Central Embassy offers minibar, sofas
Brian Hall, a veteran Canadian cinema investor, spent 120 million baht to build a luxury cinema in Central Embassy in a bid to provide a new moviegoing experience to audiences who prefer convenience and exclusivity.
The atmosphere and interior decoration of the Embassy Diplomat Screens by AIS. A ticket costs 900 baht.
The luxury Embassy Diplomat Screens by AIS has five screens with a total of 203 seats, opening for business today.
Mr Hall, chief executive and a major shareholder of Executive Cinema Corporation, operator of the cinema, said the service was unique, as the cinema provided a private reclining lounge chair equipped with personal lighting to create privacy while watching the movie. Seating options include sofas built to accommodate four people as well as adjustable sofa beds.
Customers will get a pillow and blanket, or they can request a special zone equipped with a private bar if they come in a big group. The minibar is all-you-can-drink.
Staff provide customers snacks and drinks, and every customer receives a welcome set with two drinks, either alcoholic or non-alcoholic.
The cinema is decorated in a gold and grey theme to make filmgoers feel they are sitting in the living room of a billionaire businessman.
Mr Hall said although Thailand frequently dealt with political instability, he was very confident in his cinema investment for the long term.
The veteran cinema businessman has been familiar with Thai cinema for more than 20 years and is a high-ranking manager of Major Cineplex Group. In Vietnam, he is a major stakeholder in CGV, the leading Vietnamese cinema chain.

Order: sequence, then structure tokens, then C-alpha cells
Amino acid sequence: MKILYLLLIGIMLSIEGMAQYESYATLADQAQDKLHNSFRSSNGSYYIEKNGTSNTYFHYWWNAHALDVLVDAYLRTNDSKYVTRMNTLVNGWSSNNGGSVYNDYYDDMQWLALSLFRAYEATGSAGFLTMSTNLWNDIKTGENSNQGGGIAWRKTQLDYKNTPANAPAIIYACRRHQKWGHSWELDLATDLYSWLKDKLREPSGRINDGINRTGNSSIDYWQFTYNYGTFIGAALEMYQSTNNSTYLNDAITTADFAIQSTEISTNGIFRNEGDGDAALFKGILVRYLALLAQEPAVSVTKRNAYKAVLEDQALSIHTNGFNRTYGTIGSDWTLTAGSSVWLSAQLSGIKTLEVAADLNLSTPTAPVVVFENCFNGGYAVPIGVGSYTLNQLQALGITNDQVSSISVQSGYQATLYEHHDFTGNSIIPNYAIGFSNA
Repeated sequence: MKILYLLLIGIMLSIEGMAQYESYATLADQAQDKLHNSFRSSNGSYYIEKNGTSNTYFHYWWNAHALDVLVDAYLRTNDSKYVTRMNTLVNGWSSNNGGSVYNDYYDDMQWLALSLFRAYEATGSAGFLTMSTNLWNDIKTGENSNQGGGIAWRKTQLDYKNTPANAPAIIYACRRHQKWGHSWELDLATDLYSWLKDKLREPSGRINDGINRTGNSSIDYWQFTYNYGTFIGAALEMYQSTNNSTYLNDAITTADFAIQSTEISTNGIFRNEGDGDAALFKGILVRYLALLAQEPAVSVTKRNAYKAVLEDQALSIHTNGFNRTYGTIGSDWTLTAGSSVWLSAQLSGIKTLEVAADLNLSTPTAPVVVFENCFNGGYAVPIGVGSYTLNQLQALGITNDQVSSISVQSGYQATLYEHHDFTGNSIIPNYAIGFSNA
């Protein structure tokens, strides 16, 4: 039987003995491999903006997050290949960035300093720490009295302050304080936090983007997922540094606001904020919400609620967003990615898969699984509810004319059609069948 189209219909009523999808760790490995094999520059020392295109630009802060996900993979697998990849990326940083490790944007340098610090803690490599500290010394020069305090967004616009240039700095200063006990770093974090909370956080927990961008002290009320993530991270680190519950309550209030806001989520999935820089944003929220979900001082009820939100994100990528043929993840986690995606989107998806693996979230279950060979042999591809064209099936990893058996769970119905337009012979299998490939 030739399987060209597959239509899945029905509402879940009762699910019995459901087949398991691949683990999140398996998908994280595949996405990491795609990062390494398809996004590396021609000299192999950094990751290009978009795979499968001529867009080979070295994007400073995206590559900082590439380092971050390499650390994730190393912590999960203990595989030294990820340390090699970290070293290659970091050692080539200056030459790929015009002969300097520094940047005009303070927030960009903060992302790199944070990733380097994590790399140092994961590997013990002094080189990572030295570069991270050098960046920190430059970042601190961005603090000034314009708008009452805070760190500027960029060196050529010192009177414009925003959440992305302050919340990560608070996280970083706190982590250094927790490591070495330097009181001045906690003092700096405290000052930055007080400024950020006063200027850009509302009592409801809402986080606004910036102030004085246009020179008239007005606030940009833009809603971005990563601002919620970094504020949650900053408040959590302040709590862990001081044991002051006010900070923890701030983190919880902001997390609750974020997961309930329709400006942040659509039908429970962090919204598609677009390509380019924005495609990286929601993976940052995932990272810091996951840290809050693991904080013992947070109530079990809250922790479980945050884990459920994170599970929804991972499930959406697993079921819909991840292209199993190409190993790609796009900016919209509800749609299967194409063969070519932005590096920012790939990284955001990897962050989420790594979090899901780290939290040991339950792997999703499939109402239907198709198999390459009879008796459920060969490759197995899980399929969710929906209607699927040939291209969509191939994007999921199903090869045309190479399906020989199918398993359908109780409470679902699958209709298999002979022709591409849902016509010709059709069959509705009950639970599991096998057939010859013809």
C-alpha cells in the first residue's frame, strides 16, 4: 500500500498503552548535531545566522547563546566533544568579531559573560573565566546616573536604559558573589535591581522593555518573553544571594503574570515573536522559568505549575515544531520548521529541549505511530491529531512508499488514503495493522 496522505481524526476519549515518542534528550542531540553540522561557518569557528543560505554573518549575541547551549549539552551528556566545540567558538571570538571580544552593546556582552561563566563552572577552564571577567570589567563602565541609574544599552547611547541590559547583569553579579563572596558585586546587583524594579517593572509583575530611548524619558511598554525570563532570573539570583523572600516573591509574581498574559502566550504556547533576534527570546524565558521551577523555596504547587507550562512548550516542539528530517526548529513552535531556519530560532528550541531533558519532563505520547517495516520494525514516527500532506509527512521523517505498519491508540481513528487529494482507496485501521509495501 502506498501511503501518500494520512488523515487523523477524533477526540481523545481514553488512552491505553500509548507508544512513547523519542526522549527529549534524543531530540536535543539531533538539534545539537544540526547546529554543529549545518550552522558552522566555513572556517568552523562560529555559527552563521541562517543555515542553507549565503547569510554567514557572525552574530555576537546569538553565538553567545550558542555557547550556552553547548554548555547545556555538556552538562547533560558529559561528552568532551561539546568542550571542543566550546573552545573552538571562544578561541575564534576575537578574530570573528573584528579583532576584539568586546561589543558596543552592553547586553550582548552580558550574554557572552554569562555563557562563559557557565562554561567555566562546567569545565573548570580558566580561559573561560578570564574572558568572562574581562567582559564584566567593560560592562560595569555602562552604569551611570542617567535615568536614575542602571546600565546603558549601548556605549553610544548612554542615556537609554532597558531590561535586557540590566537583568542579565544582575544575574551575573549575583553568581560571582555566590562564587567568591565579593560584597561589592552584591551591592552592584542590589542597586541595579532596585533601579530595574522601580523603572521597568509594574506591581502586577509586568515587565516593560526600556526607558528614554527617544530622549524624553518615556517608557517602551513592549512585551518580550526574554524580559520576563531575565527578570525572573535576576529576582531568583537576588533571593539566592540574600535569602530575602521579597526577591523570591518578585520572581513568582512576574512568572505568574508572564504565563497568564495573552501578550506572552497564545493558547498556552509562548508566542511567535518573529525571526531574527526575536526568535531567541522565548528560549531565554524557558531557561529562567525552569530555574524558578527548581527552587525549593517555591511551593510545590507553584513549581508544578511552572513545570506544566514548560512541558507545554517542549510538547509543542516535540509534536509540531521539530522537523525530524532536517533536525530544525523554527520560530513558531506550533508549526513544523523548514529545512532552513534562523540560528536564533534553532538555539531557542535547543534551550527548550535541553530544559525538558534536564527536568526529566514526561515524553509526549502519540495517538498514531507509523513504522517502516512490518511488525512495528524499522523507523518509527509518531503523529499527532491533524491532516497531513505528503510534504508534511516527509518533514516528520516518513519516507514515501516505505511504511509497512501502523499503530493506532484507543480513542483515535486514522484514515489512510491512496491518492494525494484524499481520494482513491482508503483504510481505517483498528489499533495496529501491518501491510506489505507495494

A ticket at Embassy Diplomat Screens is 900 baht, many times more than regular or luxury movie houses in Bangkok. Regular tickets in Bangkok range from 100-200 baht or more.
AIS Serenade cardholders who are customers will be able to purchase each accompanying friend’s ticket for a 20% privilege discount of 720 baht.
The luxury cinema is sponsored by eight brands including Advanced Info Service, Noble Development, Bank of Ayudhya, Bangkok Bank and Mercedes-Benz (Thailand), and tie-in deals will help to expand the customer base.
Mr Hall plans to break even from his cinema investment in 5-6 years, and the first-year revenue projection is 140 million baht, of which 100 million will come from movie tickets, 10 million from concession fees and 30 million from advertising revenue.
The high-end cinema expects to draw 130,000 customers in the first year and register 10% annual growth. It forecasts 35% occupancy, while regular Thai cinemas average only 20%.
“In 15 years of experience here, we’ve noticed some Thais with high purchasing power are satisfied with spending a lot of money in exchange for super high-class service and convenience,” said Mr Hall.